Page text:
Senator Clemons - If we reject these amendments, we kill the Bill.

Senator MULCAHY - I cannot see that that follows. If a majority of the Committee vote against these amendments, the effect will be that we shall send it back to another place exactly as it left us before in this respect.

Senator Clemons - What will happen then ?

Senator MULCAHY - Is the honorable senator a, prophet ?

Senator Clemons - I know what would happen, and honorable senators opposite can inform Senator Mulcahy of what would happen.

Senator Pearce - Honorable members, in another place might accept our proposals.

Senator MULCAHY - If Senator Clemons claims to know what will happen, he must profess to be a prophet. We shall be simply wasting time if we discuss what might happen in another place when we know that there is no prospect of altering these provisions, in anY way. I think it would be better to deal with these amendments in groups. Senator Dobson made some reference to the Commonwealth trade mark, and I should like to have a word to say on that subject when we come to it. I wish to deal now particularly with clause "]6a, and to intimate that I intend to propose an amendment on it. The Bill has been returned to us with certain limitations and exemptions, certain industries being specifically excluded from the operation of this part of the measure. Clause 76a provides that - '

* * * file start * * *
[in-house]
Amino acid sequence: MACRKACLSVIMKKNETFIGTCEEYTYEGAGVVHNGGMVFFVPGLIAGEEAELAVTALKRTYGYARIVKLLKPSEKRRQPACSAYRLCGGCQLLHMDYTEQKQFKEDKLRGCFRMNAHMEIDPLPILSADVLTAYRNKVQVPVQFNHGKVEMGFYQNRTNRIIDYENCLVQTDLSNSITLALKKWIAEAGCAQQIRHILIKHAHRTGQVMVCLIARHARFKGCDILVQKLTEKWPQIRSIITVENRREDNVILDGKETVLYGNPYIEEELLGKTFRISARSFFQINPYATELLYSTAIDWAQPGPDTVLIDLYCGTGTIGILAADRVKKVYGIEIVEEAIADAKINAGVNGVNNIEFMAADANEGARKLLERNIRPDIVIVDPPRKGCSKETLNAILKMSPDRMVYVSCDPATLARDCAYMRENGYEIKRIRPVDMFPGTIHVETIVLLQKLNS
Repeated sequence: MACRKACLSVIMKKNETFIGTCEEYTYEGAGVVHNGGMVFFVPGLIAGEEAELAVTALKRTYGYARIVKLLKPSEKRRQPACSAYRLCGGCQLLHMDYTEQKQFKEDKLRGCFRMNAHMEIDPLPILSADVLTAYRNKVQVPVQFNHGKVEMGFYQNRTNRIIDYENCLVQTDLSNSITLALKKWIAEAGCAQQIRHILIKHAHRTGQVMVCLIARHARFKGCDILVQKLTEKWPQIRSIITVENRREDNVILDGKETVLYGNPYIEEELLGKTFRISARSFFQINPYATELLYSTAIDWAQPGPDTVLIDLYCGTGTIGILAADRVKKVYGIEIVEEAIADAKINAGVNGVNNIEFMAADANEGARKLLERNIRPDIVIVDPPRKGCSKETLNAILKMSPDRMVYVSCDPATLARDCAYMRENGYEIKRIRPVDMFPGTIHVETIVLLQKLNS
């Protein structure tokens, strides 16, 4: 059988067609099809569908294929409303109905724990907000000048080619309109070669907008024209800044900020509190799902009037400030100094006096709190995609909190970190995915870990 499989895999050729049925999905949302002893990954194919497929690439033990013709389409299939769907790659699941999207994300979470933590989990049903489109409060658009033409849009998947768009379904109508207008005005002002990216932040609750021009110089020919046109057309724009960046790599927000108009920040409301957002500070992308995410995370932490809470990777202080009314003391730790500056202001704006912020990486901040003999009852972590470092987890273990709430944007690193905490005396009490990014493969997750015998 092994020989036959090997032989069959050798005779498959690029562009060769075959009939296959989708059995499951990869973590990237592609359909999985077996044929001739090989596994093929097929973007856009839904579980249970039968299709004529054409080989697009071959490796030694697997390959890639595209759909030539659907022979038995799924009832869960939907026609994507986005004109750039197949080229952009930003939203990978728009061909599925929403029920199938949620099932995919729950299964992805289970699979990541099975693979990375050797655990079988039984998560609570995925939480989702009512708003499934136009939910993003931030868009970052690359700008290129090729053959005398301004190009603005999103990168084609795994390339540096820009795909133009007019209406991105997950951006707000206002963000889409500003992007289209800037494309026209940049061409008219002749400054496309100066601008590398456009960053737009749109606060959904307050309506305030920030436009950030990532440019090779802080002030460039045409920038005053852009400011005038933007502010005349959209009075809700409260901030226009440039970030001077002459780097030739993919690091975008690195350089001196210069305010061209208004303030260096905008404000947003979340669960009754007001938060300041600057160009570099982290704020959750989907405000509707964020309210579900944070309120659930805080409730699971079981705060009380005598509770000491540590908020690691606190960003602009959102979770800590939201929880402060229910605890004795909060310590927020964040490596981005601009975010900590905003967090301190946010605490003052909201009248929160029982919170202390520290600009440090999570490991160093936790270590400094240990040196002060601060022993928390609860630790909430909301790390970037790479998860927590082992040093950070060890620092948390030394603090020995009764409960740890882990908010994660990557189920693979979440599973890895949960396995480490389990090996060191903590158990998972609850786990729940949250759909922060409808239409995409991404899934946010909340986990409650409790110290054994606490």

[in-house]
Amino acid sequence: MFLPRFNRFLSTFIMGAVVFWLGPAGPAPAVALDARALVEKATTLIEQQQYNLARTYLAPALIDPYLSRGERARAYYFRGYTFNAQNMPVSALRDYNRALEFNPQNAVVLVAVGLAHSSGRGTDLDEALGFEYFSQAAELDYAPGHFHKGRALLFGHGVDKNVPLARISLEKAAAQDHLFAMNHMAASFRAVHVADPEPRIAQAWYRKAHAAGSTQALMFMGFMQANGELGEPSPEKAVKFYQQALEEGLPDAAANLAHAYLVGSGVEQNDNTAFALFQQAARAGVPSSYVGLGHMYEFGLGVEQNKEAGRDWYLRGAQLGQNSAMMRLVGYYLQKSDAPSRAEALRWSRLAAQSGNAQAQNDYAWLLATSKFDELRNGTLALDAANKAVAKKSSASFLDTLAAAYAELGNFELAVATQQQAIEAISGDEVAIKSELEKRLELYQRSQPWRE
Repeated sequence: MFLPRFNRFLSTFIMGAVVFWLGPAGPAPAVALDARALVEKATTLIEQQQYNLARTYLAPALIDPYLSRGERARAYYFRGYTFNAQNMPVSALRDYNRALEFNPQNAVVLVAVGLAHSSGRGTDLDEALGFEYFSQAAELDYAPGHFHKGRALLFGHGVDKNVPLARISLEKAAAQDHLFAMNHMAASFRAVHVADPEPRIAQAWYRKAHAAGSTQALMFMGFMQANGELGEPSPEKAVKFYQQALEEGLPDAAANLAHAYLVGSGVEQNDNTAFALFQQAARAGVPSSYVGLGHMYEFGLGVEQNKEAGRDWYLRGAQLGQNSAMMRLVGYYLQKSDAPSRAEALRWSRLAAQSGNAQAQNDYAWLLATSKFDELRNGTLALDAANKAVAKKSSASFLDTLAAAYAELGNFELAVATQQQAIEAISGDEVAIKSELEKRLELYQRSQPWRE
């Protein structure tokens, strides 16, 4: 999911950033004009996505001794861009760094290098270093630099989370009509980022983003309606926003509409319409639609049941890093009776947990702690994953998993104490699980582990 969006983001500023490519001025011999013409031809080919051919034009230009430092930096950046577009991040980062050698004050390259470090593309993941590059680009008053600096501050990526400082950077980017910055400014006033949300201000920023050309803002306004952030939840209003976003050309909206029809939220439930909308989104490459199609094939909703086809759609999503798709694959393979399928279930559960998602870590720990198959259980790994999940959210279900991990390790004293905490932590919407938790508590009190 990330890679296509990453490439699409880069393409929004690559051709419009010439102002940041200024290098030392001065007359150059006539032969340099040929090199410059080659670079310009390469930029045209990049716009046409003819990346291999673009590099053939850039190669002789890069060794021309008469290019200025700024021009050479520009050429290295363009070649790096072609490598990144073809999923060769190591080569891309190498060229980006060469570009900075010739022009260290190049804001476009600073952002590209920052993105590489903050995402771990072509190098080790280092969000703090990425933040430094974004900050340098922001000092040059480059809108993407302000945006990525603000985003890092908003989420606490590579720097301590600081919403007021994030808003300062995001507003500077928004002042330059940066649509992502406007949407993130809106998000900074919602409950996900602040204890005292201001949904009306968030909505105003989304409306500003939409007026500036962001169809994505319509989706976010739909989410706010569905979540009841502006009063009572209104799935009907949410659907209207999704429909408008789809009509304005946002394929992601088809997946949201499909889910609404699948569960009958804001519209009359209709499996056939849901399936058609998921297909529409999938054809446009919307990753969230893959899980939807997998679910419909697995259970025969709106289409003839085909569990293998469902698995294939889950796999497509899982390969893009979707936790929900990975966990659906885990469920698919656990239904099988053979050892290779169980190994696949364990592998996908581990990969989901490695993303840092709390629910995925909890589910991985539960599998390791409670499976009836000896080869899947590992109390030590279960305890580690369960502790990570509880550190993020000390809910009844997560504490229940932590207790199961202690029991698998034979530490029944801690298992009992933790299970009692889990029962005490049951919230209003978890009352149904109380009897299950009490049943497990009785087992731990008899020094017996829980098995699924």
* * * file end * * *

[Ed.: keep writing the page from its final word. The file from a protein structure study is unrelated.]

This Part shall not apply to any primary product of the agricultural, viticultural (including wine-making), horticultural, dairying (including butter-making and cheese-making), or pastoral industries.

I do not propose to say whether that is consistent with the other provisions of the Bill. I do not think there is very much consistency in tHis measure, since it is really made applicable not only to a section of the community, but to a small section of that section. If there are to be limitations on the operation of these provisions, and some industries are to be excluded, we are justified in suggesting thai other industries exactly similar to those mentioned should also be excluded, and I propose later on to move an amendment on clause 76a for the insertion after the word "horticultural " of the words " including fruit preserving and jam making." I cannot see why these industries should not be included as well as the products of the butter-making and cheese-making industries. If the products, of the butter-making and cheese-making industries are to be excluded from the operation of this part of the Bill, we should hear on what grounds the proposal is made. There is certainly full justification for ex-ยป eluding the products of industries in which Tasmania is so largely interested.

Senator Macfarlane - Are thev not excluded?

Senator MULCAHY - No; they are not primary industries.

Senator Gray - Would not the horticultural industry include what the honorable senator desires to -have included'.

Senator MULCAHY - I am afraid it would not be held to include preserved fruit and jam, which are the products of manufacturing industries. I hope that the Minister in charge of the Bill, apart from the fact that he is a representative of Tasmania, will admit that the amendment I have suggested is logical, and consistent with clause 76a, and will have no objection to the inclusion of the products of secondary industries as important to Tasmania, as the butter-making, cheese-making, and wine industries are to other States.